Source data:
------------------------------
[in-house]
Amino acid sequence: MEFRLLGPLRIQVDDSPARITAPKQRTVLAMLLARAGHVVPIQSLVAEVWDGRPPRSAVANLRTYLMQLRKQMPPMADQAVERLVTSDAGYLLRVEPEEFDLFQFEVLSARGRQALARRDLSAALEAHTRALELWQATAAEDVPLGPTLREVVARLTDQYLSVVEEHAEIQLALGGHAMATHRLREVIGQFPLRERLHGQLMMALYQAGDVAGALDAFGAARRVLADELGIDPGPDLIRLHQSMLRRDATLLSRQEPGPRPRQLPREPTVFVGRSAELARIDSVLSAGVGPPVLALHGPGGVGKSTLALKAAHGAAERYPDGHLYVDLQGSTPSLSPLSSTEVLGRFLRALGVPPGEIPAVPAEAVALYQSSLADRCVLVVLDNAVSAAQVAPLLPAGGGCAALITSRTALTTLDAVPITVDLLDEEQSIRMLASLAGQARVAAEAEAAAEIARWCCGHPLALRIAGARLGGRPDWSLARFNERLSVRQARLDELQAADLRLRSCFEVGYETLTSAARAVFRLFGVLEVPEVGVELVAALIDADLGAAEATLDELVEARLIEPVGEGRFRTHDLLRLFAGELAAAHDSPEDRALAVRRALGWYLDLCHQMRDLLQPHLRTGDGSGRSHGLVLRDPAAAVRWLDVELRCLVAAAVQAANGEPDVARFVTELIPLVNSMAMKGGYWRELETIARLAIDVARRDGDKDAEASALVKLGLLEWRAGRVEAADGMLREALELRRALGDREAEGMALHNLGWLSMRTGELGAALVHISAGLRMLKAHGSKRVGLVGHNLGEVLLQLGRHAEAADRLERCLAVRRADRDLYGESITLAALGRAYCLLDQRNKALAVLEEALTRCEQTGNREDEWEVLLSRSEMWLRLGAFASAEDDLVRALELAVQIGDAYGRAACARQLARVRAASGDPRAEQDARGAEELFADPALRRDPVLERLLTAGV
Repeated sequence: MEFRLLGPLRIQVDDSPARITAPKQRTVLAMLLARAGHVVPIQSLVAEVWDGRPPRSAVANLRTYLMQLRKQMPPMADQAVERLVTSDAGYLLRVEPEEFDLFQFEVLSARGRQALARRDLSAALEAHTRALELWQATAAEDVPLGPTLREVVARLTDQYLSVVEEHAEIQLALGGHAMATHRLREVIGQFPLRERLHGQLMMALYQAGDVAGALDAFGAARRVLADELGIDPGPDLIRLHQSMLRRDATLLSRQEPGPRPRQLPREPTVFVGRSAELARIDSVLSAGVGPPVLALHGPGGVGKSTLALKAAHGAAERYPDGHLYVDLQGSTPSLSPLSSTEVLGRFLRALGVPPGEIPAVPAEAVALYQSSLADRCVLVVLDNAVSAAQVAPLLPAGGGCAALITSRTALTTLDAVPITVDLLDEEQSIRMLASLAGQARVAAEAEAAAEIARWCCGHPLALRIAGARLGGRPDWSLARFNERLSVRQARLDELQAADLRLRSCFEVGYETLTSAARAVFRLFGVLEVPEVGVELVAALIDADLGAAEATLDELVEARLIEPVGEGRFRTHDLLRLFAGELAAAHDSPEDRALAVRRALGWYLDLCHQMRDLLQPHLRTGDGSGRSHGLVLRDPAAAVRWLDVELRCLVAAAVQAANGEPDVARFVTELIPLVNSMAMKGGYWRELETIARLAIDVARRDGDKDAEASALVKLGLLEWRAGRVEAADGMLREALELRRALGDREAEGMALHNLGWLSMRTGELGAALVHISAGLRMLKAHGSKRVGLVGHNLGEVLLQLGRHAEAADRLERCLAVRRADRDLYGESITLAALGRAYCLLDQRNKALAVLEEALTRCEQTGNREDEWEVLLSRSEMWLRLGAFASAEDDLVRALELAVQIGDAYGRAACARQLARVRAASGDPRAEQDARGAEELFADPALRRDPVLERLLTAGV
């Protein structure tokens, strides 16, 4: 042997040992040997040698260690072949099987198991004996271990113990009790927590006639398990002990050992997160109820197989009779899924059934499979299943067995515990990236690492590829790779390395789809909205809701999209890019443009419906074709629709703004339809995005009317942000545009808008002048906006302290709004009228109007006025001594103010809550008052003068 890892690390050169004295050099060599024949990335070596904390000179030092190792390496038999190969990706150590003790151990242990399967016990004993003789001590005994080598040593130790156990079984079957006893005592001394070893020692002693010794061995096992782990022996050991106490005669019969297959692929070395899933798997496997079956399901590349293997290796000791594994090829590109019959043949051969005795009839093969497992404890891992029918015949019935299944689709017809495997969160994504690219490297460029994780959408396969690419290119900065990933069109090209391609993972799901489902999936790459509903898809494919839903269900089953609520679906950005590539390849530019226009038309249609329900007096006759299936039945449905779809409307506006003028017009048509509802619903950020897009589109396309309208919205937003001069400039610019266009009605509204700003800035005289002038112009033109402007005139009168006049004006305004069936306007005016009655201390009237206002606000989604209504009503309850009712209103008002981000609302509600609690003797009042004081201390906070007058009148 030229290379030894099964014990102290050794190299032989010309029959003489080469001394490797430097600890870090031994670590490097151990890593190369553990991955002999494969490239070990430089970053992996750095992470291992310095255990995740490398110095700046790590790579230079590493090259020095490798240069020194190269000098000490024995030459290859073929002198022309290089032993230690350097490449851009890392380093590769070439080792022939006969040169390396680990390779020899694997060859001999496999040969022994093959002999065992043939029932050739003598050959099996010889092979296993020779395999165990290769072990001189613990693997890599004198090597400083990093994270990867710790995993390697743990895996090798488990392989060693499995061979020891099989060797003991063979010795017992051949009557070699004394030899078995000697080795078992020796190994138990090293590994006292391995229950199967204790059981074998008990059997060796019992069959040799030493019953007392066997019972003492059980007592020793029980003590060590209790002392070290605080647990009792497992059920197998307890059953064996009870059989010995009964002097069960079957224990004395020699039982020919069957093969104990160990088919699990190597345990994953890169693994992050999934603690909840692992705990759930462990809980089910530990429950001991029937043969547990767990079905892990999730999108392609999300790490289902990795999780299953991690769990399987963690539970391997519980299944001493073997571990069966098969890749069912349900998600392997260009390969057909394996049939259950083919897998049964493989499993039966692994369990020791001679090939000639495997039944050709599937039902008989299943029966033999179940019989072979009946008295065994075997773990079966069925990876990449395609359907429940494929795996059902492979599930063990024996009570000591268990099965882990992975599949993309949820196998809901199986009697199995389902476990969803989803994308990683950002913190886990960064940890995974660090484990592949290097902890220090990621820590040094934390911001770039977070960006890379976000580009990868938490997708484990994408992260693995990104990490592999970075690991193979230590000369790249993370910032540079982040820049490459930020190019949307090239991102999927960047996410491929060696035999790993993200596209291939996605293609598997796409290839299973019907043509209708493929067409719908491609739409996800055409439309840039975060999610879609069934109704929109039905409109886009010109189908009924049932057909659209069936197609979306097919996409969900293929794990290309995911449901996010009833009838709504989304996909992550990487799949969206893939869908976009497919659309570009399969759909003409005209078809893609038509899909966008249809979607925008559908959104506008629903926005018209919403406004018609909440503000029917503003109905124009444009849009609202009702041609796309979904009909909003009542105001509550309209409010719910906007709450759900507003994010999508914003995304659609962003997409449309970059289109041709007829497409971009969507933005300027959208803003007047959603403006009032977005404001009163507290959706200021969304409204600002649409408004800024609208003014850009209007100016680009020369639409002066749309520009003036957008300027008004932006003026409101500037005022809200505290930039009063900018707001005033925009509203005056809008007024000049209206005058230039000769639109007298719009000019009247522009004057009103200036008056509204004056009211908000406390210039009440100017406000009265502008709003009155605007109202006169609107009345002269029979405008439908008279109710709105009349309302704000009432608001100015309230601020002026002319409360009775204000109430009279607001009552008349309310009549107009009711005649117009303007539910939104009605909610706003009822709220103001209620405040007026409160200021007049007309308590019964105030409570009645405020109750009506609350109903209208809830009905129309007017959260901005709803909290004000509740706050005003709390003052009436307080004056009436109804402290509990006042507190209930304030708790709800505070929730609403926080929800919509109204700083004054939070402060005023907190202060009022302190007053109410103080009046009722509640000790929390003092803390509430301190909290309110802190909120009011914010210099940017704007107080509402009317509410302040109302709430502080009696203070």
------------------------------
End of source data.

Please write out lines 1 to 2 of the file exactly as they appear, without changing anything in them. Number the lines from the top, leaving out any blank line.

[in-house]
Amino acid sequence: MEFRLLGPLRIQVDDSPARITAPKQRTVLAMLLARAGHVVPIQSLVAEVWDGRPPRSAVANLRTYLMQLRKQMPPMADQAVERLVTSDAGYLLRVEPEEFDLFQFEVLSARGRQALARRDLSAALEAHTRALELWQATAAEDVPLGPTLREVVARLTDQYLSVVEEHAEIQLALGGHAMATHRLREVIGQFPLRERLHGQLMMALYQAGDVAGALDAFGAARRVLADELGIDPGPDLIRLHQSMLRRDATLLSRQEPGPRPRQLPREPTVFVGRSAELARIDSVLSAGVGPPVLALHGPGGVGKSTLALKAAHGAAERYPDGHLYVDLQGSTPSLSPLSSTEVLGRFLRALGVPPGEIPAVPAEAVALYQSSLADRCVLVVLDNAVSAAQVAPLLPAGGGCAALITSRTALTTLDAVPITVDLLDEEQSIRMLASLAGQARVAAEAEAAAEIARWCCGHPLALRIAGARLGGRPDWSLARFNERLSVRQARLDELQAADLRLRSCFEVGYETLTSAARAVFRLFGVLEVPEVGVELVAALIDADLGAAEATLDELVEARLIEPVGEGRFRTHDLLRLFAGELAAAHDSPEDRALAVRRALGWYLDLCHQMRDLLQPHLRTGDGSGRSHGLVLRDPAAAVRWLDVELRCLVAAAVQAANGEPDVARFVTELIPLVNSMAMKGGYWRELETIARLAIDVARRDGDKDAEASALVKLGLLEWRAGRVEAADGMLREALELRRALGDREAEGMALHNLGWLSMRTGELGAALVHISAGLRMLKAHGSKRVGLVGHNLGEVLLQLGRHAEAADRLERCLAVRRADRDLYGESITLAALGRAYCLLDQRNKALAVLEEALTRCEQTGNREDEWEVLLSRSEMWLRLGAFASAEDDLVRALELAVQIGDAYGRAACARQLARVRAASGDPRAEQDARGAEELFADPALRRDPVLERLLTAGV